Voter Identification Law

Unless you're a die-hard political junkie, you likely don't know exactly what gerrymandering is, even if you've heard the term before. However, it affects the partisan make-up of the federal and state legislatures and therefore the laws that they make (or don't), which in turn impacts all of us.

The name and practice date back more than 200 years. Gerrymandering was named for Massachusetts Gov. Elbridge Gerry, whom a Boston newspaper accused of redrawing districts to get his favored candidates elected.

What Is Gerrymandering?

Gerrymandering involves drawing electoral district maps around the party affiliation of the residents by state legislators. Gerrymandered congressional districts are drawn in a way that often virtually assures the victory of one party. The same has been done for state districts to impact the partisan make-up of state legislatures. Some of these electoral districts are drawn in a way that makes no sense geographically.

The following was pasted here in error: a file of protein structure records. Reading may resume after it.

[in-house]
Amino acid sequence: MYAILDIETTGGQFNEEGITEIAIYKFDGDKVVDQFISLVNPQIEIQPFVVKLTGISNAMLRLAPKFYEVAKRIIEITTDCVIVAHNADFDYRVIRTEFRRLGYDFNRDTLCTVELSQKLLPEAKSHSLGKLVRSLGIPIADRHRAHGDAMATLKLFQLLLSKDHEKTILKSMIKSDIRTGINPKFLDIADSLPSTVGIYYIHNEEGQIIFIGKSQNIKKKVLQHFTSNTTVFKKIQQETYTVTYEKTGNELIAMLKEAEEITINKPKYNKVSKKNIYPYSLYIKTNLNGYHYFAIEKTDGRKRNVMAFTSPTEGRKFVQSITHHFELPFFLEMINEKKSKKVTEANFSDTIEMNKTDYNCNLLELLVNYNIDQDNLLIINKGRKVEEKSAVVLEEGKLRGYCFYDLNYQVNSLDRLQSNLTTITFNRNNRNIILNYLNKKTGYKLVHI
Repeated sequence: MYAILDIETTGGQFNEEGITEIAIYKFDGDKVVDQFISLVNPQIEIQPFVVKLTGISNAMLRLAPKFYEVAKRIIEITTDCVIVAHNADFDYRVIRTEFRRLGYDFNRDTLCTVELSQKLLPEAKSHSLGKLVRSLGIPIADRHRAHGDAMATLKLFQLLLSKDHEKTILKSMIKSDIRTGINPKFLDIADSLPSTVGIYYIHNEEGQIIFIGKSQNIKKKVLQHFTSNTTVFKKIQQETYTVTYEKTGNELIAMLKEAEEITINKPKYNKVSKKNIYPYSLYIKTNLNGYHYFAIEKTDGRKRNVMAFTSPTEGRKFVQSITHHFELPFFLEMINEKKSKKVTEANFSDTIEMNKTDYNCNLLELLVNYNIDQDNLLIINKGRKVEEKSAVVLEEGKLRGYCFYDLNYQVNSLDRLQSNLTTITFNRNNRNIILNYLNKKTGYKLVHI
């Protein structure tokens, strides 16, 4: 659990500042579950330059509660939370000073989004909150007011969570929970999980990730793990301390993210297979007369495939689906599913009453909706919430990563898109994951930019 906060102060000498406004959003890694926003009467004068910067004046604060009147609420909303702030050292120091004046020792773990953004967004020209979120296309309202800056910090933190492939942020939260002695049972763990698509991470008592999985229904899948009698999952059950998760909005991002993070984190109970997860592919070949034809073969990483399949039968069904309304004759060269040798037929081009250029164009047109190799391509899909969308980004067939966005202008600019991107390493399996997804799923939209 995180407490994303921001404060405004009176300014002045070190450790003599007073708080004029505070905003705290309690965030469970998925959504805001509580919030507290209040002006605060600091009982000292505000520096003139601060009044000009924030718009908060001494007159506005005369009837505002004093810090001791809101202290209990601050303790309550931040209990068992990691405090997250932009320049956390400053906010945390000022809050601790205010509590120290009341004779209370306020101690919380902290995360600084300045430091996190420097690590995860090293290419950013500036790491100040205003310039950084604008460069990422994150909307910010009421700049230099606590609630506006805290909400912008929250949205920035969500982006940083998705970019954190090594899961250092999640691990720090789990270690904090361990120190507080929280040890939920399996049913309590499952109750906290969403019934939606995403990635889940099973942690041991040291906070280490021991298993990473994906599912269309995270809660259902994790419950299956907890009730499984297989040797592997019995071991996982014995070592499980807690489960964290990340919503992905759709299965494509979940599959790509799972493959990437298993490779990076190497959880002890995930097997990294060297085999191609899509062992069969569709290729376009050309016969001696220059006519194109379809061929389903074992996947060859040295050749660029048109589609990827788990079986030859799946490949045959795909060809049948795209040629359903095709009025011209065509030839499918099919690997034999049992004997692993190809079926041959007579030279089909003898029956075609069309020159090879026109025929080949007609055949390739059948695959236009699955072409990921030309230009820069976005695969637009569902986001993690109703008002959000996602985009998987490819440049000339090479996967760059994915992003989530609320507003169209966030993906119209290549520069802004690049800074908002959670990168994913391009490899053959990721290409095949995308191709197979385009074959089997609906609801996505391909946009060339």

Voting rights advocates have argued that partisan gerrymandering is unconstitutional because it essentially denies voters a chance to have their vote count when they're in a district drawn to include a majority (and sometimes as many as 80 percent) of voters who belong to one party. They're hoping that the U.S. Supreme Court will take up one of the legal cases regarding gerrymandering, which often has a racial component as well, in the next term. Multiple justices have already expressed concern about the practice, but thus far haven't ruled it unconstitutional.

How Gerrymandering Leads to Political Gridlock

One voting rights advocate says that gerrymandering is a "significant reason for the hyper-partisanship and political gridlock we currently see in state and federal politics."

North Carolina has been the focus of more than one gerrymandering lawsuit. The impact of gerrymandering can be seen in the numbers there. In 2012, over half of North Carolina voters voted for a Democratic representative, yet Republicans won 9 out of 13 seats. In Wisconsin, which also has a case that could go before the high court, over half of voters voted for Democrats in 2012, but Republicans won 60 out of 99 state assembly seats, for a supermajority.

Those on the other side of the issue, such as one North Carolina state senator, argue that it's fine to "use political data to gain a partisan advantage on the map." He says, "It is not illegal." That's something that may be decided by the U.S. Supreme Court in the not-too-distant future once and for all.